[OPE-L:97] [OPE-L:333] Re: Re: conference on Hyman Minsky

riccardo bellofiore (bellofio@cisi.unito.it)
Thu, 12 Nov 1998 17:05:23 -0700

At 11:50 -0500 3-11-1998, Gerald Levy wrote:
>Riccardo (Master Organizer of conferences) wrote:
>
>> RICHARD DAY, UNIVERSITY OF SOUTHERN CALIFORNIA
>> ECONOMICS IN THE SPIRIT OF MINSKY
>
>Is this Richard B. Day, the author of _The 'Crisis' and the 'Crash':
>Soviet Studies of the West (1917-1939)_ that Alan has been on a quest
>to locate for a few years? [If not, perhaps he knows where his namesake is
>located].
>
>
>> MEGHNAD DESAI, LONDON SCHOOL OF ECONOMICS
>> THE MINSKY THESIS: KEYNESIAN OR MARXIAN?
>
>What do you (Riccardo) think that Marxists can learn from the writings of
>Minsky? Is it just non-linear chaotic theory or are there other valuable
>lessons/contributions? Answers by others are, of course, welcome as
>well.
>
>In solidarity, Jerry
>
>PS: What do you think about Duncan's archives proposal?

Dear Jerry,

I am sorry for this late reply, but as you may imagine I was (and
am) very busy these times.

(i) regarding Richard Day, I sent a message to the Richard Day coming
to our conference. He didn't answered yet. I saw that several other
messages already gave hints that the two are different. When I'll heard
from 'my' Richard Day, or when I'll see him in Bergamo next month, I'll let
you know.

(ii) I like very much the way you pose the question, what Marxist can
learn from the writings of Minsky. I like it, beacuse I fear the usual way
the question would be posed by Marxists is: what Marxists can teach to the
followers of Minsky.
The issue, of course, is not easy, and I must be very brief. I
think that the interesting points from Minsky are: (a) a rereading of the
Keynesian legacy when the economic system has already a big government and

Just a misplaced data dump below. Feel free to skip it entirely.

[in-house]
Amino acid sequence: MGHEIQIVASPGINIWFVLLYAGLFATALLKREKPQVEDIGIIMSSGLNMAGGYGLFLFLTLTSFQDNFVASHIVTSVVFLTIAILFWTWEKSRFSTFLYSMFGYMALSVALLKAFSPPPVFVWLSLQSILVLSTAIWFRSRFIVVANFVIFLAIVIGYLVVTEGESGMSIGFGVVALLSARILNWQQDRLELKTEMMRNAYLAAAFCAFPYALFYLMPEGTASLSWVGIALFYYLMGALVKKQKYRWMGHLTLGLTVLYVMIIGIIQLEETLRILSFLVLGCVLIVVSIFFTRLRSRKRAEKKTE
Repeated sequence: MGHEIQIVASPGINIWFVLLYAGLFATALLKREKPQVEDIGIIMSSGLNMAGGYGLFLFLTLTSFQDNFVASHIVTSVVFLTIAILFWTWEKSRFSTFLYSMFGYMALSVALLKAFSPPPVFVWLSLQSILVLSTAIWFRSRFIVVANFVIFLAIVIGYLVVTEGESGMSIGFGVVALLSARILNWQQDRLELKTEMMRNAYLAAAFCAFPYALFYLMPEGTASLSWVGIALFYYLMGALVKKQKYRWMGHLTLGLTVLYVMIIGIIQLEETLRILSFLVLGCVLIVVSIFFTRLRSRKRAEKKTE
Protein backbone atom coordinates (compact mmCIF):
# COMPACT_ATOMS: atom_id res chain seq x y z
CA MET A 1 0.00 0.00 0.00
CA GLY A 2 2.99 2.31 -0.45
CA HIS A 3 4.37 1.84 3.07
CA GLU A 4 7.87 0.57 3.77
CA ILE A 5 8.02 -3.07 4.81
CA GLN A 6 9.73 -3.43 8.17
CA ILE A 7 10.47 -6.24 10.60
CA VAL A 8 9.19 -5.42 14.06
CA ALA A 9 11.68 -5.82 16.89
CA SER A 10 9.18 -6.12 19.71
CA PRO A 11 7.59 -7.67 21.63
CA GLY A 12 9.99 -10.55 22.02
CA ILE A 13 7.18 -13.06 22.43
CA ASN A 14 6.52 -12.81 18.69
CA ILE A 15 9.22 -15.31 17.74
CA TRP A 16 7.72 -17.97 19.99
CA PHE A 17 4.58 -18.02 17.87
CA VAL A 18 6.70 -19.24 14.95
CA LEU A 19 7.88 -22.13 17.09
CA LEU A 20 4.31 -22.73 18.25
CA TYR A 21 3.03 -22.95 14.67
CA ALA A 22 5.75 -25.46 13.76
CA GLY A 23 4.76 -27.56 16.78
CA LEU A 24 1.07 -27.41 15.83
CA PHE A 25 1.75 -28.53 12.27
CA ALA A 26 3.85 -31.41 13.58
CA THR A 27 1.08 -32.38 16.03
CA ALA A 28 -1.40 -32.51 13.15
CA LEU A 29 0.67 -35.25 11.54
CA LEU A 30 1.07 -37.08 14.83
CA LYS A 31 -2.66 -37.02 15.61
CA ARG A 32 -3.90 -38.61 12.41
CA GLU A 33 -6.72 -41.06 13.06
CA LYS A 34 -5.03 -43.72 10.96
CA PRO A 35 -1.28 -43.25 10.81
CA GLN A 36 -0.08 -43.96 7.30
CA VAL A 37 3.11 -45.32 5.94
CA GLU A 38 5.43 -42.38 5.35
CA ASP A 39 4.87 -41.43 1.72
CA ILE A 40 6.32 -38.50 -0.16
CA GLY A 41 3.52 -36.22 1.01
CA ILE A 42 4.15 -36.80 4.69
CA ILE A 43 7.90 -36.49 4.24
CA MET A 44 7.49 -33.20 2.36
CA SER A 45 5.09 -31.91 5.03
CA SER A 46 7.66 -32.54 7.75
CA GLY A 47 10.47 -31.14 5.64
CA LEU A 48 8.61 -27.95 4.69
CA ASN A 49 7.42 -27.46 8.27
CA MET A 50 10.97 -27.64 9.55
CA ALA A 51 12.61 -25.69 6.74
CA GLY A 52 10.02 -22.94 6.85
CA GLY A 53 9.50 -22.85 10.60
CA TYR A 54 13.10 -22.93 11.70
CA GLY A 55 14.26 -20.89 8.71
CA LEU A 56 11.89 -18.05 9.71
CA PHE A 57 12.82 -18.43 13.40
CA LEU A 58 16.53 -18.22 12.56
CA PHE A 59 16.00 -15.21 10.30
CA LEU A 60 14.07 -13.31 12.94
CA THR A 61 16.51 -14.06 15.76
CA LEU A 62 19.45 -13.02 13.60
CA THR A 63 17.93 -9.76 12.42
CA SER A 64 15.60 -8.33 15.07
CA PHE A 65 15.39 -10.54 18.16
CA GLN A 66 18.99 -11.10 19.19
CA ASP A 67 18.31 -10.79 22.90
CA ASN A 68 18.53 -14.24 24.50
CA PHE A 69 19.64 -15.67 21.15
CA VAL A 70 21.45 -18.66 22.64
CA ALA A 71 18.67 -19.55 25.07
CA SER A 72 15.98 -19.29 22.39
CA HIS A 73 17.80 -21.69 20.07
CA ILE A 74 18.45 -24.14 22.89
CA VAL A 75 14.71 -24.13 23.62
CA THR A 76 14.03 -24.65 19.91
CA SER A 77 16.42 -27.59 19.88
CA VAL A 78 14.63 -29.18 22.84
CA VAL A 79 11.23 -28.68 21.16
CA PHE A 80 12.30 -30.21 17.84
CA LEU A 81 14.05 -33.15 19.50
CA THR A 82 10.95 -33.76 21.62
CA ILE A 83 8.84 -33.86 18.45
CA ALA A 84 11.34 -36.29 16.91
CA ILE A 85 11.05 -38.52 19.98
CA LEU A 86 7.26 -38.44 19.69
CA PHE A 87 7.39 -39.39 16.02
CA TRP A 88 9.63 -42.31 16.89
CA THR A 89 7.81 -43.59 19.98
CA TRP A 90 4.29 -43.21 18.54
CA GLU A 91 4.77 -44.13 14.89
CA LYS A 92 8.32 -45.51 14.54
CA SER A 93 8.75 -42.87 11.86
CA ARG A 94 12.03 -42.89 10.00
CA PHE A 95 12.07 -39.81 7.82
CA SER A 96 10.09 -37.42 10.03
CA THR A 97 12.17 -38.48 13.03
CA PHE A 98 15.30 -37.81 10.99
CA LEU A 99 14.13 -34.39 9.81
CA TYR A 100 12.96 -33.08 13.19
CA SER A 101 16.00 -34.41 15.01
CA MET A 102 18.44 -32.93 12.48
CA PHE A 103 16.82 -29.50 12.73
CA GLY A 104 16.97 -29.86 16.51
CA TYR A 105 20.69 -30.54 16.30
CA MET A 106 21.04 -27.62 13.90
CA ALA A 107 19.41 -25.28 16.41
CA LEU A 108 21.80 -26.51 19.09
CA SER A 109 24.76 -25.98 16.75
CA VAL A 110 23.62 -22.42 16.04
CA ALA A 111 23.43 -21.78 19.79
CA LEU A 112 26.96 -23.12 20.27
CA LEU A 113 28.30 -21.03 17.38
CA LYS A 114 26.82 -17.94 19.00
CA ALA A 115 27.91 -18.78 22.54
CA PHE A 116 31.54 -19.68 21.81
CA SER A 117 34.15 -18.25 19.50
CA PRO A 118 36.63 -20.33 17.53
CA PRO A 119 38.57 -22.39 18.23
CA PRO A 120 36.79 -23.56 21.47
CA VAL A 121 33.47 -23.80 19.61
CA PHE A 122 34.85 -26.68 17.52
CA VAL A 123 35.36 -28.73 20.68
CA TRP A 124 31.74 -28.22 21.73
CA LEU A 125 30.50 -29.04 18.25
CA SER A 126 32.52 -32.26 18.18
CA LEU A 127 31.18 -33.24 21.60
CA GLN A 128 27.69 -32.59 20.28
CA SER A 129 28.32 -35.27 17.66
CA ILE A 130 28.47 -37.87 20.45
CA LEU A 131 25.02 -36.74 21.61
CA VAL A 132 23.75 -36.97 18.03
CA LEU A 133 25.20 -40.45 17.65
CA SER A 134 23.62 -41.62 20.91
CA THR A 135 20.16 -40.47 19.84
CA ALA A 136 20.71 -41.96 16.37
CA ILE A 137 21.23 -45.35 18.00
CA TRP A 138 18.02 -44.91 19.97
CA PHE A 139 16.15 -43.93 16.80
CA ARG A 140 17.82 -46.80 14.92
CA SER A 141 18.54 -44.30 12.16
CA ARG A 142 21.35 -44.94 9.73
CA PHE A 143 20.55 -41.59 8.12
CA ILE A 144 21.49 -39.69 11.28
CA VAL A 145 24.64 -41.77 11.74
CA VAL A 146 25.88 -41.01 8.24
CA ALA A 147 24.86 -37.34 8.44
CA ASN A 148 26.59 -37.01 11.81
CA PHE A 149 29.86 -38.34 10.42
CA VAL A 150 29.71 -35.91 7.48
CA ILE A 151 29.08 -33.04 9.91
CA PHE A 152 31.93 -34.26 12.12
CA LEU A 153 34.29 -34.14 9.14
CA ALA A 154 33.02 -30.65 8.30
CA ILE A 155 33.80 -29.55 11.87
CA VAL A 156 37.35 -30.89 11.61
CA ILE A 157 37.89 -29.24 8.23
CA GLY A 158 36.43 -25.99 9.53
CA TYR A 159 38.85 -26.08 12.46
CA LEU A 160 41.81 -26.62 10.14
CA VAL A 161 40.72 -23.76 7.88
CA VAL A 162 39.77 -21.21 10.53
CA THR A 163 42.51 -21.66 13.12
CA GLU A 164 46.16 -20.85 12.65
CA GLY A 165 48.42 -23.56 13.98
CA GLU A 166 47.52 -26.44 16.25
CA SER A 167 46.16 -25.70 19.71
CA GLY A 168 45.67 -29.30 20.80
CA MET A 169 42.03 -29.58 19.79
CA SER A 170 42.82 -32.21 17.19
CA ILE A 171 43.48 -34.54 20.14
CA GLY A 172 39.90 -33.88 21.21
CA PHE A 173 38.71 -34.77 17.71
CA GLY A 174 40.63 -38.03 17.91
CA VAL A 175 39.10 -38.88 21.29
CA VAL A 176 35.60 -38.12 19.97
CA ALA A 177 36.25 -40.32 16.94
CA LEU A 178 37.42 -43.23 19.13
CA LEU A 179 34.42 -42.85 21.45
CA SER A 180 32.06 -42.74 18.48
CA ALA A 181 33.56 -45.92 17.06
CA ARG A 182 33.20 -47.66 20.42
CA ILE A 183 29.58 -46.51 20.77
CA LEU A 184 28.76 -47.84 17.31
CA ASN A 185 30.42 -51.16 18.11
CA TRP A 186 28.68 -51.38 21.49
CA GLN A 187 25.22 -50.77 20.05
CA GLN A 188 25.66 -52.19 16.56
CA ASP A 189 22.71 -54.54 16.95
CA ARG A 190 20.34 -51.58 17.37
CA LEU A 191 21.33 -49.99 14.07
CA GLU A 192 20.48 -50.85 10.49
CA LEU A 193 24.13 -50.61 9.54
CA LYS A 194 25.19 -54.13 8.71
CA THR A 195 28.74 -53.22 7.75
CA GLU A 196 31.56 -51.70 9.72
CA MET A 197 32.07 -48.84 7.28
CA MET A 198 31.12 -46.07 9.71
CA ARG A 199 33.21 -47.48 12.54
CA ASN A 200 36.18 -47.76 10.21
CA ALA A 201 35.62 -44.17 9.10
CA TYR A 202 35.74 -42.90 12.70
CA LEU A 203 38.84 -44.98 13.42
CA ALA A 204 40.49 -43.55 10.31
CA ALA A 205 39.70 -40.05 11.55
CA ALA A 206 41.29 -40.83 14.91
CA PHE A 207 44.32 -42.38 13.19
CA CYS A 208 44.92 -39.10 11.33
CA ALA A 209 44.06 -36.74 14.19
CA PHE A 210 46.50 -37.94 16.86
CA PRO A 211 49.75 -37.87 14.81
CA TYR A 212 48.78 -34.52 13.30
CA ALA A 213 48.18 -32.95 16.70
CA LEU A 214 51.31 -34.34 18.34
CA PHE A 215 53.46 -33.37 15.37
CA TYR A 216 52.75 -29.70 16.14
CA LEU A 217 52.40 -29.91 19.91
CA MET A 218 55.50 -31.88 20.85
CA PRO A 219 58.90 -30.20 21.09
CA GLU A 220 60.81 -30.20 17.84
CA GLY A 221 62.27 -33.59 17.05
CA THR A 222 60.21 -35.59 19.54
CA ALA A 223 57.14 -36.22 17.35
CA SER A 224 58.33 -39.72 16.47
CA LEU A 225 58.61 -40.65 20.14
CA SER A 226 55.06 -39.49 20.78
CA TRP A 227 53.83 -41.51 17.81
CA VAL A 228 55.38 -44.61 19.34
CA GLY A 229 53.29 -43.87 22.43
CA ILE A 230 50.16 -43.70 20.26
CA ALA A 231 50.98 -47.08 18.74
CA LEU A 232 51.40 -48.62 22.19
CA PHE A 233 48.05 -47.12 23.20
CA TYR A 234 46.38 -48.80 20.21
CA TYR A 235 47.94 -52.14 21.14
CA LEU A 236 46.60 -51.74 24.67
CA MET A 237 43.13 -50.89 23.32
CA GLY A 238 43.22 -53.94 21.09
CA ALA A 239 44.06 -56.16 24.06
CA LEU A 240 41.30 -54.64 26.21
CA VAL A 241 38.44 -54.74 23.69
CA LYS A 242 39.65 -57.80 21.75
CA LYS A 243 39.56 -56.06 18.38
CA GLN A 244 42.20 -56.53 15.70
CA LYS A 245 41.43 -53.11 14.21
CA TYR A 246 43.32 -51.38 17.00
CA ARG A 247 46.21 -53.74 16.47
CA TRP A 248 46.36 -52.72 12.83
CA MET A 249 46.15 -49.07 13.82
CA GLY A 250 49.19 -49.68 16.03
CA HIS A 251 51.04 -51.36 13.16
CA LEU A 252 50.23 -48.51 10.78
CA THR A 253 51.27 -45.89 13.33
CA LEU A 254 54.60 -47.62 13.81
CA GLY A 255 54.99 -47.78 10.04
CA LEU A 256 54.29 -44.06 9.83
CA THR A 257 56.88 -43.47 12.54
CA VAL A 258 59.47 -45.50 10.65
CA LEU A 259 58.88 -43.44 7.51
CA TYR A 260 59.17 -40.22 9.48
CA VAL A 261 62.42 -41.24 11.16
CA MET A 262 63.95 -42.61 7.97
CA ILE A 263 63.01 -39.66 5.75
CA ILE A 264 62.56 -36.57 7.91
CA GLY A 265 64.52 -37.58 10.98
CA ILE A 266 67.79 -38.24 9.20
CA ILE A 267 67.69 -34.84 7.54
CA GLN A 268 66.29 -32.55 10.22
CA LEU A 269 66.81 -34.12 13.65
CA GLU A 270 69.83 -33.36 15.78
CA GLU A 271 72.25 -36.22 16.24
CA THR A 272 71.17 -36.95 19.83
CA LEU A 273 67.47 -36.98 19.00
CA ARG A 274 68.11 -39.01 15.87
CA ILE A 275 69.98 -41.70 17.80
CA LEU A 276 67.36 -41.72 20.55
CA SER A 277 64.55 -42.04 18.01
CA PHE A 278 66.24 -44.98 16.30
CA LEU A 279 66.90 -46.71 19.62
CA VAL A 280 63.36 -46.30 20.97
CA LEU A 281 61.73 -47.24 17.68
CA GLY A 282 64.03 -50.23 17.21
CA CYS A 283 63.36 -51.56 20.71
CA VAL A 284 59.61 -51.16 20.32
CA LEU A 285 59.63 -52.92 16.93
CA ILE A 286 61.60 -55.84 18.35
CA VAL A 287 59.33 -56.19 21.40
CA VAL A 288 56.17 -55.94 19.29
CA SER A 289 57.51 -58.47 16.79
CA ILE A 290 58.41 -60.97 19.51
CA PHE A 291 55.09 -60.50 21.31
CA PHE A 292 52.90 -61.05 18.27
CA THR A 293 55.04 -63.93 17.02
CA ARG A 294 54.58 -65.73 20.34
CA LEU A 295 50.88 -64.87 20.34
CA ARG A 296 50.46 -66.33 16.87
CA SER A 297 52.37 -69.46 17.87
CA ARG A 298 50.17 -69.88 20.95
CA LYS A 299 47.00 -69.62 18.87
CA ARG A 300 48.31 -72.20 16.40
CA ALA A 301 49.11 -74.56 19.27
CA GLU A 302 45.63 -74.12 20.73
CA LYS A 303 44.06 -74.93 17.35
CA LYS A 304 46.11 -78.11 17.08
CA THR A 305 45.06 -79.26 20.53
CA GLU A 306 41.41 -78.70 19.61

complex, long-lived financial arrangements; (b) the financial instability
hypothesis, where instability is not 'dynamic' but 'structural'; (c) the
policy consequences he drew from (a) and (b), including the suggestions for
the creation of new institutional 'ceilings' and 'floors' constraining the
contemporary form of capitalist instability and the achievement of full
employment.
These three are, more or less, the topics of his three books in
sequence (Keynes; Can it happen again?; Stabilizing an unstable economy),
and the same are the blueprint around which I structured the Bergamo
conference.
From each one, several points of interest for Marxians springs out.
>From (a), a reconstruction of the capitalist mechanism where the price
behaviour (of the producers of means of production) and the shifts in the
liquidity of agents are affected by monetary creation (ex nihilo)
anticipating valorization in an uncertain environment. From (b), a
macrofoundation of micro behaviour, where the macro ('class') environment
determines individual behaviour, which in turn reacts on the environment,
and where the system has an internal evolution towards financial fragility
which eventually imposes paradigm shifts in the macro 'regulation'. From
(c), a policy analysis going against the current 'financialization' of
capital and mass unemployment.
I think Marxists should be interested to all the three issues. I
also think that Marxism is, first of all, 'critique' of political economy.
Critique means, according to my point of view, a criticism *which